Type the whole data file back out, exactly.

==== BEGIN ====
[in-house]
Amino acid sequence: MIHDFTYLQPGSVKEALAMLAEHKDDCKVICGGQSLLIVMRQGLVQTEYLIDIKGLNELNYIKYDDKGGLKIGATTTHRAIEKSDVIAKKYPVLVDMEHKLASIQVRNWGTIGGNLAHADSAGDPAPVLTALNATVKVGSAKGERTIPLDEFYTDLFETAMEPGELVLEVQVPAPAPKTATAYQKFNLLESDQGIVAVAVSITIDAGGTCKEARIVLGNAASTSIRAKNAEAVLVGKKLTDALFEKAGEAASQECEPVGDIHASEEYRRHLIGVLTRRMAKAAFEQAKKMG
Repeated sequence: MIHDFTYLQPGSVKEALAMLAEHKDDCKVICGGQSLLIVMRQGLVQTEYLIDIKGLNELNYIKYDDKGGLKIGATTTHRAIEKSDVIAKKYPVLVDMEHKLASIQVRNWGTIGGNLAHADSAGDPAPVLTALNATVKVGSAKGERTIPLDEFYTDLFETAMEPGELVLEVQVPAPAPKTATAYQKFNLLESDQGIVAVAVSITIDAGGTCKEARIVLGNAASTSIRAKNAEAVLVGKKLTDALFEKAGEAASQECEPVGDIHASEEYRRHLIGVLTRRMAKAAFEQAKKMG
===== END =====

[in-house]
Amino acid sequence: MIHDFTYLQPGSVKEALAMLAEHKDDCKVICGGQSLLIVMRQGLVQTEYLIDIKGLNELNYIKYDDKGGLKIGATTTHRAIEKSDVIAKKYPVLVDMEHKLASIQVRNWGTIGGNLAHADSAGDPAPVLTALNATVKVGSAKGERTIPLDEFYTDLFETAMEPGELVLEVQVPAPAPKTATAYQKFNLLESDQGIVAVAVSITIDAGGTCKEARIVLGNAASTSIRAKNAEAVLVGKKLTDALFEKAGEAASQECEPVGDIHASEEYRRHLIGVLTRRMAKAAFEQAKKMG
Repeated sequence: MIHDFTYLQPGSVKEALAMLAEHKDDCKVICGGQSLLIVMRQGLVQTEYLIDIKGLNELNYIKYDDKGGLKIGATTTHRAIEKSDVIAKKYPVLVDMEHKLASIQVRNWGTIGGNLAHADSAGDPAPVLTALNATVKVGSAKGERTIPLDEFYTDLFETAMEPGELVLEVQVPAPAPKTATAYQKFNLLESDQGIVAVAVSITIDAGGTCKEARIVLGNAASTSIRAKNAEAVLVGKKLTDALFEKAGEAASQECEPVGDIHASEEYRRHLIGVLTRRMAKAAFEQAKKMG